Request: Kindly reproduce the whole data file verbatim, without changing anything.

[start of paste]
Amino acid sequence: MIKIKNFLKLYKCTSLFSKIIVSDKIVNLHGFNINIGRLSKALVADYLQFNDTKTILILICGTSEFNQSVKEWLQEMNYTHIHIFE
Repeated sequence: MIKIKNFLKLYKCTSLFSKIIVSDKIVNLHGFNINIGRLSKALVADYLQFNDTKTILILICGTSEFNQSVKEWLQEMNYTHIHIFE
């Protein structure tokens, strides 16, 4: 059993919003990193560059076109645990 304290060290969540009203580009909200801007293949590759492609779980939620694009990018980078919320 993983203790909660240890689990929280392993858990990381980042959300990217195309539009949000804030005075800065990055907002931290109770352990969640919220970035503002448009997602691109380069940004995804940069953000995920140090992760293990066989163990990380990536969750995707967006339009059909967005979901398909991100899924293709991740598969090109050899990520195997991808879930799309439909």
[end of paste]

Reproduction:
Amino acid sequence: MIKIKNFLKLYKCTSLFSKIIVSDKIVNLHGFNINIGRLSKALVADYLQFNDTKTILILICGTSEFNQSVKEWLQEMNYTHIHIFE
Repeated sequence: MIKIKNFLKLYKCTSLFSKIIVSDKIVNLHGFNINIGRLSKALVADYLQFNDTKTILILICGTSEFNQSVKEWLQEMNYTHIHIFE
């Protein structure tokens, strides 16, 4: 059993919003990193560059076109645990 304290060290969540009203580009909200801007293949590759492609779980939620694009990018980078919320 993983203790909660240890689990929280392993858990990381980042959300990217195309539009949000804030005075800065990055907002931290109770352990969640919220970035503002448009997602691109380069940004995804940069953000995920140090992760293990066989163990990380990536969750995707967006339009059909967005979901398909991100899924293709991740598969090109050899990520195997991808879930799309439909």